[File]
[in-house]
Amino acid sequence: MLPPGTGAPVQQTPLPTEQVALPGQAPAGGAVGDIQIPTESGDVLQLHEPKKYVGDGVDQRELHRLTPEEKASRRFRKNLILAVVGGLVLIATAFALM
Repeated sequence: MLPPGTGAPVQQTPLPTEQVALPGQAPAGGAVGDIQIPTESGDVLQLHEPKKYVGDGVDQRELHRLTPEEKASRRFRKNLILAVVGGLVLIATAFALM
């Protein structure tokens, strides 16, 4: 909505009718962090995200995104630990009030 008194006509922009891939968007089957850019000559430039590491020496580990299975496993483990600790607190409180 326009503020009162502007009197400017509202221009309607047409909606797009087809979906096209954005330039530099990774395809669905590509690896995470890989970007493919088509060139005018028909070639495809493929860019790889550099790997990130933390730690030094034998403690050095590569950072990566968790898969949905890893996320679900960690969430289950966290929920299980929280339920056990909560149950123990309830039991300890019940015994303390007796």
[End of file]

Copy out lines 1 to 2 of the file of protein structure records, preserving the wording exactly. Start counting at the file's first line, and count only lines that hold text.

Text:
[in-house]
Amino acid sequence: MLPPGTGAPVQQTPLPTEQVALPGQAPAGGAVGDIQIPTESGDVLQLHEPKKYVGDGVDQRELHRLTPEEKASRRFRKNLILAVVGGLVLIATAFALM